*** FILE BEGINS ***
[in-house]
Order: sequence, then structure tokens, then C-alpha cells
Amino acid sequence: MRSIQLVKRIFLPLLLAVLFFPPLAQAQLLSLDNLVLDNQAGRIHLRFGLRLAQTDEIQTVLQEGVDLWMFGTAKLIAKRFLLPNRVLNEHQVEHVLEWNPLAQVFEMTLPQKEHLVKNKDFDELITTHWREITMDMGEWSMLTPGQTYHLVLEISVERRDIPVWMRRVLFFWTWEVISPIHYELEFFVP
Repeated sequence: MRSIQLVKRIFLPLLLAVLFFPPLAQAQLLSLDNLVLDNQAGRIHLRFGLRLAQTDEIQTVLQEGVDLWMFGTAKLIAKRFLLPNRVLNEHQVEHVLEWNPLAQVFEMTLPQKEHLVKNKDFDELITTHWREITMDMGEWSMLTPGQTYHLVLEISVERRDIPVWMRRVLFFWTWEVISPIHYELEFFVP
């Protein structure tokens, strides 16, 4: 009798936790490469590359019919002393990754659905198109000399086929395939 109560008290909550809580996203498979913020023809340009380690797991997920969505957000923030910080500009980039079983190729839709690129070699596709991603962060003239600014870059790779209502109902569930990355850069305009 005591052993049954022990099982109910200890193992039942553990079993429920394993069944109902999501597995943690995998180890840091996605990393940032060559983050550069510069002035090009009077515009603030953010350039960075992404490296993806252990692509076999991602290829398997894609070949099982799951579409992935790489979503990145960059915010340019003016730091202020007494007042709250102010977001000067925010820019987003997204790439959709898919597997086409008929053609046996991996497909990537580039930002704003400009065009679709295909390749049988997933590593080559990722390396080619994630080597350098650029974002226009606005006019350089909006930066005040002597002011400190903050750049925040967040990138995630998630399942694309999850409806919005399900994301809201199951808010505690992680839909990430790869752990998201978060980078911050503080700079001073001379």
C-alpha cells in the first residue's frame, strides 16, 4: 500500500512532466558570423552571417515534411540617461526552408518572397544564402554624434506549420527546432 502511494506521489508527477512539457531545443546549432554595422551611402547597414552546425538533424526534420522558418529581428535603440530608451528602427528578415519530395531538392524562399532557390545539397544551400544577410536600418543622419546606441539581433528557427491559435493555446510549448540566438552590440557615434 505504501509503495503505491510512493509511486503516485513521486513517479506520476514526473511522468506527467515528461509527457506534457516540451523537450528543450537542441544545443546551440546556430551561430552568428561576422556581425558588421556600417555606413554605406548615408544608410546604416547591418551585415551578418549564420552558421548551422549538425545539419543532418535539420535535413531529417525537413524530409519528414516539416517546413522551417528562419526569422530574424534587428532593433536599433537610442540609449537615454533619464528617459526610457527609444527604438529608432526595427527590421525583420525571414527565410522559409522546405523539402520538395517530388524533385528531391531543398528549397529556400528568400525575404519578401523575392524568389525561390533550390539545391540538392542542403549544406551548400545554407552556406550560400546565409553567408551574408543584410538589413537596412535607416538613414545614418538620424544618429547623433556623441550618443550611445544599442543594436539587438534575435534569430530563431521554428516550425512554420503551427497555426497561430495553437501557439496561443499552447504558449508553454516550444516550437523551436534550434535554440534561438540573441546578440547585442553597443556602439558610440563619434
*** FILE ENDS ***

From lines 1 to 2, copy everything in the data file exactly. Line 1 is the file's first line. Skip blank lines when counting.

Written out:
[in-house]
Order: sequence, then structure tokens, then C-alpha cells